It will be good to see a glimpse of the team’s future… but it doesn’t hide the fact that this is one lacklustre season which is trying the patience of even diehard fans. It doesn’t put enough smoke out to screen the fact that there’s a noose dangling over manager John Gibbons’ career either. Widely respected baseball reporter Ken Rosenthal started a rumor last week that Toronto was about to fire Gibby, Toronto media picked up on the story and it grew and a few days back, Gibbons suggested that he was OK with staying or going and that he wasn’t sure he wanted to be around if the team was going to have a “total rebuild.” That gave the story more legs, even with Gibbons under contract to Toronto through next season.
It would be a bit of a shame to see Gibbons go. He seems affable in his own odd way, has been much better with the media than his predecessor John Farrell and ranks second on the Jays all-time list for games and wins among managers. Curiously he trails only another San Antonio, TX native who also had two go arounds as manager- Cito Gaston. Currently Gibbons sits at 1537 regualar season games managed, with just over half (773) being wins. Gaston has 1731 and 894 respectively meaning Gibbons would surpass Cito for longevity sometime next year if he stays on and, we’d hope in wins as well. The latter however would be a longshot given the trajectory of the club in the last couple of years.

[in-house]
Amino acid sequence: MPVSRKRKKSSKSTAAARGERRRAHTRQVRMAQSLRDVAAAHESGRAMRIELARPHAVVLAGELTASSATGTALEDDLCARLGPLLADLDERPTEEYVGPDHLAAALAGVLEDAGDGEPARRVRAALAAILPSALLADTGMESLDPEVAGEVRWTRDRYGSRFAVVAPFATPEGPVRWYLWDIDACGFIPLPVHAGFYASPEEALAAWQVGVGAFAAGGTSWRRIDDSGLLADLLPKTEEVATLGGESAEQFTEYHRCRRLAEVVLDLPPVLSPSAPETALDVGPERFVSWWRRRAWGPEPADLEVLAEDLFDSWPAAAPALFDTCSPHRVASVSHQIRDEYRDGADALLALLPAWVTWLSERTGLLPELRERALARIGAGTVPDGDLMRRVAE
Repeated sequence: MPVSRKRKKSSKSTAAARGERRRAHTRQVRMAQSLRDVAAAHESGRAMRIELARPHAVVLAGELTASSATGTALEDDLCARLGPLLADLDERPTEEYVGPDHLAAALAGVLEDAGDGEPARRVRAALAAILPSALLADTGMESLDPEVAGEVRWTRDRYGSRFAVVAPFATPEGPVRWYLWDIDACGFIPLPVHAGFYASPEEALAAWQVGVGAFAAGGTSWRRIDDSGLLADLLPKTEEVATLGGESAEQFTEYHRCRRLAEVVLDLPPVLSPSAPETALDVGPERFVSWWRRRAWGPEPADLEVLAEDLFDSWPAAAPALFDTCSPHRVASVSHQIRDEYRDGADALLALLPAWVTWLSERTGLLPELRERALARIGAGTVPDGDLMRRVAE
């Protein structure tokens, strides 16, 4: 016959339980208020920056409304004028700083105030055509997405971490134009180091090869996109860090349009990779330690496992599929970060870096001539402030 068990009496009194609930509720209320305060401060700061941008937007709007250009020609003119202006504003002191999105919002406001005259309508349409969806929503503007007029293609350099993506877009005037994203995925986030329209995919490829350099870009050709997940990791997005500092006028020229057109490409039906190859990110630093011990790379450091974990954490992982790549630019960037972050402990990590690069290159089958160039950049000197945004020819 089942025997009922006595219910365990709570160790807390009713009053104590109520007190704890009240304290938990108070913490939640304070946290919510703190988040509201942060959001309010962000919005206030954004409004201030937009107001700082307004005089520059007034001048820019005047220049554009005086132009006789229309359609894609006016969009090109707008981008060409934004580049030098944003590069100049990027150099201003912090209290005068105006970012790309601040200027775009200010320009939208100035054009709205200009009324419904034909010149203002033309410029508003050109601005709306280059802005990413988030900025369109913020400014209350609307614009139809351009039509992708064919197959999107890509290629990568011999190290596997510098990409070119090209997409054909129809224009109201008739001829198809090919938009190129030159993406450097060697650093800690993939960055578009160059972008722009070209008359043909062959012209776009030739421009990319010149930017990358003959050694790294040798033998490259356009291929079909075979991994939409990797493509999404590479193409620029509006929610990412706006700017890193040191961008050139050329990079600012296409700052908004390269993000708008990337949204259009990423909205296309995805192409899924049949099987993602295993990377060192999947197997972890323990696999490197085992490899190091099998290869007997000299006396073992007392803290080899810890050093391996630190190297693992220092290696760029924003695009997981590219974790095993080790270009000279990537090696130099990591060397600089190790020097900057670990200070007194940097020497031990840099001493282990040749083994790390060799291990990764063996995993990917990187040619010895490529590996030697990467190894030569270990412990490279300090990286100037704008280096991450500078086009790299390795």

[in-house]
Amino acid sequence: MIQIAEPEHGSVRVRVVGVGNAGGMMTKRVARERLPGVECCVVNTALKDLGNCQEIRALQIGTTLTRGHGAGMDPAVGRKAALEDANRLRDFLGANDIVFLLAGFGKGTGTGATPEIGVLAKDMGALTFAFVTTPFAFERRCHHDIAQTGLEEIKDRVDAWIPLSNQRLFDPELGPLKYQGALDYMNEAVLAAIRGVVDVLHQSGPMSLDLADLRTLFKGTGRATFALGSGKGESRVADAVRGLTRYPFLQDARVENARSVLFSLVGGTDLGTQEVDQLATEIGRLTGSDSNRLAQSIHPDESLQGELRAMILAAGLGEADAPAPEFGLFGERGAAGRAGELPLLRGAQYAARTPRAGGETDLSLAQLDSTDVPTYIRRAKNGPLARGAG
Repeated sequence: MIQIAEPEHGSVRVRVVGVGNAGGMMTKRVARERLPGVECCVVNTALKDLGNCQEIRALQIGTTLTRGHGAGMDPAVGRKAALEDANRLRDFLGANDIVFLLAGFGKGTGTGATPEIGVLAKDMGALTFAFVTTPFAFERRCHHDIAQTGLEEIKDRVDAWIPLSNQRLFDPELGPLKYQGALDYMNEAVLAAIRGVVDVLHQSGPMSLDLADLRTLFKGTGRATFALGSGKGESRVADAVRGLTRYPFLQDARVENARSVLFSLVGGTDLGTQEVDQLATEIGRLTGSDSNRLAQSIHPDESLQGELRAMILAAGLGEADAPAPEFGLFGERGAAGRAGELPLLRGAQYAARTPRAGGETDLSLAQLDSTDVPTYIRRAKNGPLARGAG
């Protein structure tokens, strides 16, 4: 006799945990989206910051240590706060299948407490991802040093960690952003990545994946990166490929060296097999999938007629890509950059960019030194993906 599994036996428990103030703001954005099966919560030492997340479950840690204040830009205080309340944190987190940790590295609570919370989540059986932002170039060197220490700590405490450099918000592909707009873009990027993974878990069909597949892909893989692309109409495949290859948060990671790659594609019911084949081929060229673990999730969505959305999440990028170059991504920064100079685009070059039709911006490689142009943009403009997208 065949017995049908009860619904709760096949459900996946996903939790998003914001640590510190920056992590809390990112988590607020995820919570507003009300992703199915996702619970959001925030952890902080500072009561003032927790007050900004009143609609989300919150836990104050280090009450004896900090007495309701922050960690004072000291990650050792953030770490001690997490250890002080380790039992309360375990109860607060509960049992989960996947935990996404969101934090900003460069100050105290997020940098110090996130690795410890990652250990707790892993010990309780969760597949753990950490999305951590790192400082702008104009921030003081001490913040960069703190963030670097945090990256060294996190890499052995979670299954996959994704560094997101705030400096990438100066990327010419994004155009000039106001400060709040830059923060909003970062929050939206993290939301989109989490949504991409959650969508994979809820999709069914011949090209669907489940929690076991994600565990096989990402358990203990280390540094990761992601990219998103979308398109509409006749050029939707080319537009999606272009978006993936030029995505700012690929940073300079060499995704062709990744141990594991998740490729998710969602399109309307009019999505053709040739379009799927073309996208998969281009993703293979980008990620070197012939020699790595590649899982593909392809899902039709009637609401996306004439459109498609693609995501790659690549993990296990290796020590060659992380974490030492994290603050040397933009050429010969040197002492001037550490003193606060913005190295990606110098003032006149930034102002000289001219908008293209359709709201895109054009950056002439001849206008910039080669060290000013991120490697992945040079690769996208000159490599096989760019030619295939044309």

Which leads us to my point. I like Gibby but maybe it is time for him to go. He seems to be having trouble motivating the team lately and they sure aren’t putting up W’s or even exciting the diminishing crowds in the stadium. However, if he goes, Rogers’ should see to it that joining him on the path to the Exit are GM Ross Atkins and Big Poohbah Mark Shapiro. Since that pair crossed the border from Cleveland after the 2015 season, they’ve quickly driven the team steadily downwards on the field and in the public’s eye. Continue reading